December Garden Tour

A quick mid month garden tour to bring you up to speed on the current state of affairs down on the patch. December for me is very much a hangover month. Most things have stopped growing with the arrival of cold wintry weather but the garden is still full with a wide selection of vegetables which have matured during late summer and early autumn. It also offers a transition – as early sowings for next Spring also start to take centre stage.

Below are a selection of veg which very much fall into this bracket:

Monstrous Purple Sprouting Broccoli. Last year I had to wait until April to crop but it was well worth it!


Broad Beans – sown in October and planted out Mid-November after clearing pumpkins.


Tomato cuttings taken in September – beginning to put on some timber!


Early peas – ready for planting out over the Christmas period. This is very much an experimental sowing so nothing lost if they fail to make it through the Winter. 

Alongside these are a host of vegetables which are still providing regular crops. Leeks, florence fennel, kale, cabbage, rocket and parsnips help bridge the gap over winter. The majority of these can be left in the ground and picked as and when required. Whilst not as bountiful as Summer pickings they certainly provide a hearty meal on those cold, dark evenings.

An example of the selection of veg still available in the Kitchen garden during December.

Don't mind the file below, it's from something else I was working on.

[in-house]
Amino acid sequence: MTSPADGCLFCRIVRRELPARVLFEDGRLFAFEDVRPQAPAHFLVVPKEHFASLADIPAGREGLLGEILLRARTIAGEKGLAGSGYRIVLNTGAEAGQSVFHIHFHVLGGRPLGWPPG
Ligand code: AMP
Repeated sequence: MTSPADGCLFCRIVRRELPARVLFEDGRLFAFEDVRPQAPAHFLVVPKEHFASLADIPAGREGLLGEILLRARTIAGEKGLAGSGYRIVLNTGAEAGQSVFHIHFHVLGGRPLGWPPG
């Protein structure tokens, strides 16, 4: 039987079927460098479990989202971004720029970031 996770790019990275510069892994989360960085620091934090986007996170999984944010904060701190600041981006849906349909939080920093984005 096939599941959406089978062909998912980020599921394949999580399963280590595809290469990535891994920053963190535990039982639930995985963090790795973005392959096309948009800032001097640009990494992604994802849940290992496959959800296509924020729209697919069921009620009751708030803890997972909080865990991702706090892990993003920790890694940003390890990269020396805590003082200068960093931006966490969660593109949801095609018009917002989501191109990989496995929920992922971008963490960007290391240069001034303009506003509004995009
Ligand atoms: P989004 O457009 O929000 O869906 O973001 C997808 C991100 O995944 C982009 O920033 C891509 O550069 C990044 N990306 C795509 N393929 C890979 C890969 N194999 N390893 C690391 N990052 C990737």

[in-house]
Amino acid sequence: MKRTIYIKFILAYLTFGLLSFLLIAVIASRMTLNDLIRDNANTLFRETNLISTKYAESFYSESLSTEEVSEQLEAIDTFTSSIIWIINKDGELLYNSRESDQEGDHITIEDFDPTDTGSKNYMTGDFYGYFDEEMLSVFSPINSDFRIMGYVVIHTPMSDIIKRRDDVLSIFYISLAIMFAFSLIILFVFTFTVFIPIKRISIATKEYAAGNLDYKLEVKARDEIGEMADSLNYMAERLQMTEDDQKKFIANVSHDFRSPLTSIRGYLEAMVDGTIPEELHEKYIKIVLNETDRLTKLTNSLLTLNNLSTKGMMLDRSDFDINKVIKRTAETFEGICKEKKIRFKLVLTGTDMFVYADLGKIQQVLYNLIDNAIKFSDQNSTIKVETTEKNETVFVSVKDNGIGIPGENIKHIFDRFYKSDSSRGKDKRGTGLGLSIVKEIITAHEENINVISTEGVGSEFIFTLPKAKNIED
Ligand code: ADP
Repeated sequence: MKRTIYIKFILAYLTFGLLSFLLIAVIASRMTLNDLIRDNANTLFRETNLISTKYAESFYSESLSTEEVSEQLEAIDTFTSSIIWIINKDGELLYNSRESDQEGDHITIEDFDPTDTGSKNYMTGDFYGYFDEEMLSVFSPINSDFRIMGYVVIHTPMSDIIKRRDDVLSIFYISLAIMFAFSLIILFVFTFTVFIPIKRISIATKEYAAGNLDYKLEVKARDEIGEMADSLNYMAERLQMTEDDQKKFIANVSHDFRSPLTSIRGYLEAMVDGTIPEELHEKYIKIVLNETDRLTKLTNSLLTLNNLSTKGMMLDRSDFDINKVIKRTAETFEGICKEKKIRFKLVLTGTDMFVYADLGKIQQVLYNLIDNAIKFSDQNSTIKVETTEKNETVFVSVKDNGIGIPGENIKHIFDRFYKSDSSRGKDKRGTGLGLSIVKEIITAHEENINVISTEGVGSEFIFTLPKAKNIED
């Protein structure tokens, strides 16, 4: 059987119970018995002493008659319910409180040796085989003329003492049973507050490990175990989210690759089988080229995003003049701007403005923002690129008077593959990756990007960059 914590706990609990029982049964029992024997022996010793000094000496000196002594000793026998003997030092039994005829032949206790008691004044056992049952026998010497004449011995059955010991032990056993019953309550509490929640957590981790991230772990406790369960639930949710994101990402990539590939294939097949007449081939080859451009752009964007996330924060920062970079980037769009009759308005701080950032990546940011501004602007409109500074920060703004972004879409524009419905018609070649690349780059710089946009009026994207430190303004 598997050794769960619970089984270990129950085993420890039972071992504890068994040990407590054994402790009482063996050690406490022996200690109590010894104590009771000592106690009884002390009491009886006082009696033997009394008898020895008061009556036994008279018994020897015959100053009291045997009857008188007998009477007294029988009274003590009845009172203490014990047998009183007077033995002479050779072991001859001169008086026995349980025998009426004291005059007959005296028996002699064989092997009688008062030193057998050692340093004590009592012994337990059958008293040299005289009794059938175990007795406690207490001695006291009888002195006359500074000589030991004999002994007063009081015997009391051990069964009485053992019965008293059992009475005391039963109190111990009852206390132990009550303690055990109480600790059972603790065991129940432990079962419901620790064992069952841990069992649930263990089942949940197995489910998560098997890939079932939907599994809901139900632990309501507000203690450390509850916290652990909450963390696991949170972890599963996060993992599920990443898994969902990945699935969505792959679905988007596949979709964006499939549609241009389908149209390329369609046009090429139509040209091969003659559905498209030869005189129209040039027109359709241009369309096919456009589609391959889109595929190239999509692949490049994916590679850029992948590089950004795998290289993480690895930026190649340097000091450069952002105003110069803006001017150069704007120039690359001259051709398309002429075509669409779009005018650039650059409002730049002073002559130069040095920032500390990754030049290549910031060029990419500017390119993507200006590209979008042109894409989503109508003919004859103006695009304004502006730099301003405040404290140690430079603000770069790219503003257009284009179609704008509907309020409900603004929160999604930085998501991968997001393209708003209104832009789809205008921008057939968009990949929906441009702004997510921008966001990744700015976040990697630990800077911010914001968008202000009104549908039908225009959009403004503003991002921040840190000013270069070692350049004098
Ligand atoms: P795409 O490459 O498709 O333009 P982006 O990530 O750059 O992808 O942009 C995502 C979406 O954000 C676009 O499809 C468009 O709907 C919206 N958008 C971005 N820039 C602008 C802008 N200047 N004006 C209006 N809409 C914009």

In the greenhouse – the peppers continue to ripen – albeit at a very slow pace. They share the space with winter salading crops such as lambs lettuce and oriental mustards. During frosty evenings – I provide some additional heating through the use of tea lights placed under a terracotta pot. This helps elevate the temperature above freezing – which effectively stops the majority of plants from succumbing to the frost.

The last remaining stragglers on the Pepper plants!


A small but tasty crop of lambs lettuce!






4 thoughts on “December Garden Tour

  1. Your peppers are doing very well – I think my chillies in the shed need more light in order to ripen.

    1. They are extremely slow going. I think it’s taken a month to get a half ripe pepper! I guess anything is a bonus in December though.

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